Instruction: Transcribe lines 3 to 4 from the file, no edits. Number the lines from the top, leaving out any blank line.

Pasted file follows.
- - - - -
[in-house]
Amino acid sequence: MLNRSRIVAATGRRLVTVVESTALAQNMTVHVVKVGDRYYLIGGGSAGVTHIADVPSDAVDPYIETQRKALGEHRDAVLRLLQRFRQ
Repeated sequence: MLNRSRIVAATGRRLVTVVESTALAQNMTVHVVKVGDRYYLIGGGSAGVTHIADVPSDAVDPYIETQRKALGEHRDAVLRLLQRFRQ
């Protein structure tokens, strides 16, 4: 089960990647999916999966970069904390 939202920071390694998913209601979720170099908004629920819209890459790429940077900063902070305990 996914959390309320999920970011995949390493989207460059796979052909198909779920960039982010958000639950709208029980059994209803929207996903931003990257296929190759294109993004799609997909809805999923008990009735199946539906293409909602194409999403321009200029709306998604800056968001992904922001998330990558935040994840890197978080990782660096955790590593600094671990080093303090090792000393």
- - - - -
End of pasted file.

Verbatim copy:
Repeated sequence: MLNRSRIVAATGRRLVTVVESTALAQNMTVHVVKVGDRYYLIGGGSAGVTHIADVPSDAVDPYIETQRKALGEHRDAVLRLLQRFRQ
């Protein structure tokens, strides 16, 4: 089960990647999916999966970069904390 939202920071390694998913209601979720170099908004629920819209890459790429940077900063902070305990 996914959390309320999920970011995949390493989207460059796979052909198909779920960039982010958000639950709208029980059994209803929207996903931003990257296929190759294109993004799609997909809805999923008990009735199946539906293409909602194409999403321009200029709306998604800056968001992904922001998330990558935040994840890197978080990782660096955790590593600094671990080093303090090792000393």